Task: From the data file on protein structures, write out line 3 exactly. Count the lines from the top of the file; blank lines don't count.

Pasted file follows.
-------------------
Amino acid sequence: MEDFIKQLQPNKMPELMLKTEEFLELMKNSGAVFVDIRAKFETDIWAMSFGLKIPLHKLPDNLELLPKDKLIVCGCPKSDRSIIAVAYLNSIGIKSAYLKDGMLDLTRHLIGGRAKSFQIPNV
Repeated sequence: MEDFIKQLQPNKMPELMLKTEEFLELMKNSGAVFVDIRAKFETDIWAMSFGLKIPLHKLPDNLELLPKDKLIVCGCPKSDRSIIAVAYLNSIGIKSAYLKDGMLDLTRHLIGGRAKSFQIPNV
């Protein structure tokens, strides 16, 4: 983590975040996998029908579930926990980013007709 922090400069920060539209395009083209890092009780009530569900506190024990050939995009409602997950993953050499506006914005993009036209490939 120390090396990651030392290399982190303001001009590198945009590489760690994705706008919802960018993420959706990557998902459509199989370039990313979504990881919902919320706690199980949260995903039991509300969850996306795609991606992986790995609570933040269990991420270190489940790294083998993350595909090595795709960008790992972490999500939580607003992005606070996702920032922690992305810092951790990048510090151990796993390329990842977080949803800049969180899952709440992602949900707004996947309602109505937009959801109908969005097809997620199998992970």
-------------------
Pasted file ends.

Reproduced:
């Protein structure tokens, strides 16, 4: 983590975040996998029908579930926990980013007709 922090400069920060539209395009083209890092009780009530569900506190024990050939995009409602997950993953050499506006914005993009036209490939 120390090396990651030392290399982190303001001009590198945009590489760690994705706008919802960018993420959706990557998902459509199989370039990313979504990881919902919320706690199980949260995903039991509300969850996306795609991606992986790995609570933040269990991420270190489940790294083998993350595909090595795709960008790992972490999500939580607003992005606070996702920032922690992305810092951790990048510090151990796993390329990842977080949803800049969180899952709440992602949900707004996947309602109505937009959801109908969005097809997620199998992970």